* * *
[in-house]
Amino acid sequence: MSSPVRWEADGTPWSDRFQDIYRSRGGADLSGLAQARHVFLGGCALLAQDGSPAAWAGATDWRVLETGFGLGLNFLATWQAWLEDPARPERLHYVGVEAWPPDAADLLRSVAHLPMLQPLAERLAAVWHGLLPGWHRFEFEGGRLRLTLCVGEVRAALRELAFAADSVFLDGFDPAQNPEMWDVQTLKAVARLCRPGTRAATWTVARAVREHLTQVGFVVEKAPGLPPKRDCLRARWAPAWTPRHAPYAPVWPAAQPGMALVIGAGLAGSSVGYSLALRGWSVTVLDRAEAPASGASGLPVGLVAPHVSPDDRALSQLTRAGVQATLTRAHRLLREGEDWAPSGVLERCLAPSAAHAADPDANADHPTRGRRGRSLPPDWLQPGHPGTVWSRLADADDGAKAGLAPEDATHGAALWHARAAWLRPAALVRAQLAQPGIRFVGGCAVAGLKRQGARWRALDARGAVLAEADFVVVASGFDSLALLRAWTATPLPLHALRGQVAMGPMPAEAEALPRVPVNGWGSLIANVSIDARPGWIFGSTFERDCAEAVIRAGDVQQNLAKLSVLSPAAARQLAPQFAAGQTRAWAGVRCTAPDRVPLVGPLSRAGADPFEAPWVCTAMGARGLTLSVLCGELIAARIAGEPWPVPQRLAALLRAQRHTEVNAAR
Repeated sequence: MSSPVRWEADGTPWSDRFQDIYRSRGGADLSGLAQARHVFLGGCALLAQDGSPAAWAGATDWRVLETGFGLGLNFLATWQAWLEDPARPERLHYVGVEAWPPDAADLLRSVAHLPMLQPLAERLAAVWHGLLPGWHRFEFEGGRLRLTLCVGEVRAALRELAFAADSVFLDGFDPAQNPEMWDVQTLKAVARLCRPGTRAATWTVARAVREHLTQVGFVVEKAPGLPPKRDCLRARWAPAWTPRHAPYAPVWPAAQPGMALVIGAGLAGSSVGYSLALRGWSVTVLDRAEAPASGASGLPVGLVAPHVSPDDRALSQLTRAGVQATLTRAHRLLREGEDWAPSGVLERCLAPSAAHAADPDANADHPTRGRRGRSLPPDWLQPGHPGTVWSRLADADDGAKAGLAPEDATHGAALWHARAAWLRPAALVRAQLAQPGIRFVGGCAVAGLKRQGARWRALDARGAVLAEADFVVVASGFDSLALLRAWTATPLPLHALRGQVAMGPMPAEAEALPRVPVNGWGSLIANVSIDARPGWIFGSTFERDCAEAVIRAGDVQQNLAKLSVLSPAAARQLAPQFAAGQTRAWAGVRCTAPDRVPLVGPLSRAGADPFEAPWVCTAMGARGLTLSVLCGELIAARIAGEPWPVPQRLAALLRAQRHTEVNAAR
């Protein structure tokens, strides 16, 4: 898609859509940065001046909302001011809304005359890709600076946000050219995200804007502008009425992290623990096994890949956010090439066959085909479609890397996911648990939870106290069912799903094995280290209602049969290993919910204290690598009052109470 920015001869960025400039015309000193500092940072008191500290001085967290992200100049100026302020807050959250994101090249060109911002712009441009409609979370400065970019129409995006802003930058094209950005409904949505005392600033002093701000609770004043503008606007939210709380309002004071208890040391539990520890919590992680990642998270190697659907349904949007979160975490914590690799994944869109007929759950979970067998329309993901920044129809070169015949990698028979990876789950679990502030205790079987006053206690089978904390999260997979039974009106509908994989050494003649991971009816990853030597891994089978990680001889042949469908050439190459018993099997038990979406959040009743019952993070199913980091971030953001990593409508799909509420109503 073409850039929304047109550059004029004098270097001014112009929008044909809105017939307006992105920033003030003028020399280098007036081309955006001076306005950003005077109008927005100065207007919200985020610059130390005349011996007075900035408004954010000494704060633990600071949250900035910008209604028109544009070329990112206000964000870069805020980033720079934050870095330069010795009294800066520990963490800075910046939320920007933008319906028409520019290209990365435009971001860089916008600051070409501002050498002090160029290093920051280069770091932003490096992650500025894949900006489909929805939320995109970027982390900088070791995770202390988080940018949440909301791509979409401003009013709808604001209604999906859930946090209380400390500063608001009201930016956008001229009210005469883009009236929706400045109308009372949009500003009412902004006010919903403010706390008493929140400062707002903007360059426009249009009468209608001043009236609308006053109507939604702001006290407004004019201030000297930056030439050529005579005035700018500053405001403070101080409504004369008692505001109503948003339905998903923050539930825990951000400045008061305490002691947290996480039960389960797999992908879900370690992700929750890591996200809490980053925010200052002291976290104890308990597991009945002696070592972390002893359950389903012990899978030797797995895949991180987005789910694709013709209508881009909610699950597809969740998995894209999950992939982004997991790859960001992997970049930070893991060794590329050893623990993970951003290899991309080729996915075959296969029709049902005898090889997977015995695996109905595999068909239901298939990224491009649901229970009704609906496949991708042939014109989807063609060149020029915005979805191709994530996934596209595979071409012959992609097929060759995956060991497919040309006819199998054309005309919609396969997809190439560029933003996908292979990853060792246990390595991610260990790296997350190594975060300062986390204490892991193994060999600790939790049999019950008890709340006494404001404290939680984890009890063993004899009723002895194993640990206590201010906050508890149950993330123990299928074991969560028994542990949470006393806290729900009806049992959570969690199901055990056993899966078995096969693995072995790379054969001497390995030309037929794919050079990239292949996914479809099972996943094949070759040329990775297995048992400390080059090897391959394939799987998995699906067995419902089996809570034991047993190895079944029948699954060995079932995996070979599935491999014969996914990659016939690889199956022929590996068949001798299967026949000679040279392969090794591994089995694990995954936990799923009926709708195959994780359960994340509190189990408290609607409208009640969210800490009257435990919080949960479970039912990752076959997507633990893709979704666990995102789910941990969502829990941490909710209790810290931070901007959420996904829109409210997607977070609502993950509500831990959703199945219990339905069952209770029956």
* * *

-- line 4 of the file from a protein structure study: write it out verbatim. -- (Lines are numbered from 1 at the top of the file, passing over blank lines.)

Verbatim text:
């Protein structure tokens, strides 16, 4: 898609859509940065001046909302001011809304005359890709600076946000050219995200804007502008009425992290623990096994890949956010090439066959085909479609890397996911648990939870106290069912799903094995280290209602049969290993919910204290690598009052109470 920015001869960025400039015309000193500092940072008191500290001085967290992200100049100026302020807050959250994101090249060109911002712009441009409609979370400065970019129409995006802003930058094209950005409904949505005392600033002093701000609770004043503008606007939210709380309002004071208890040391539990520890919590992680990642998270190697659907349904949007979160975490914590690799994944869109007929759950979970067998329309993901920044129809070169015949990698028979990876789950679990502030205790079987006053206690089978904390999260997979039974009106509908994989050494003649991971009816990853030597891994089978990680001889042949469908050439190459018993099997038990979406959040009743019952993070199913980091971030953001990593409508799909509420109503 073409850039929304047109550059004029004098270097001014112009929008044909809105017939307006992105920033003030003028020399280098007036081309955006001076306005950003005077109008927005100065207007919200985020610059130390005349011996007075900035408004954010000494704060633990600071949250900035910008209604028109544009070329990112206000964000870069805020980033720079934050870095330069010795009294800066520990963490800075910046939320920007933008319906028409520019290209990365435009971001860089916008600051070409501002050498002090160029290093920051280069770091932003490096992650500025894949900006489909929805939320995109970027982390900088070791995770202390988080940018949440909301791509979409401003009013709808604001209604999906859930946090209380400390500063608001009201930016956008001229009210005469883009009236929706400045109308009372949009500003009412902004006010919903403010706390008493929140400062707002903007360059426009249009009468209608001043009236609308006053109507939604702001006290407004004019201030000297930056030439050529005579005035700018500053405001403070101080409504004369008692505001109503948003339905998903923050539930825990951000400045008061305490002691947290996480039960389960797999992908879900370690992700929750890591996200809490980053925010200052002291976290104890308990597991009945002696070592972390002893359950389903012990899978030797797995895949991180987005789910694709013709209508881009909610699950597809969740998995894209999950992939982004997991790859960001992997970049930070893991060794590329050893623990993970951003290899991309080729996915075959296969029709049902005898090889997977015995695996109905595999068909239901298939990224491009649901229970009704609906496949991708042939014109989807063609060149020029915005979805191709994530996934596209595979071409012959992609097929060759995956060991497919040309006819199998054309005309919609396969997809190439560029933003996908292979990853060792246990390595991610260990790296997350190594975060300062986390204490892991193994060999600790939790049999019950008890709340006494404001404290939680984890009890063993004899009723002895194993640990206590201010906050508890149950993330123990299928074991969560028994542990949470006393806290729900009806049992959570969690199901055990056993899966078995096969693995072995790379054969001497390995030309037929794919050079990239292949996914479809099972996943094949070759040329990775297995048992400390080059090897391959394939799987998995699906067995419902089996809570034991047993190895079944029948699954060995079932995996070979599935491999014969996914990659016939690889199956022929590996068949001798299967026949000679040279392969090794591994089995694990995954936990799923009926709708195959994780359960994340509190189990408290609607409208009640969210800490009257435990919080949960479970039912990752076959997507633990893709979704666990995102789910941990969502829990941490909710209790810290931070901007959420996904829109409210997607977070609502993950509500831990959703199945219990339905069952209770029956």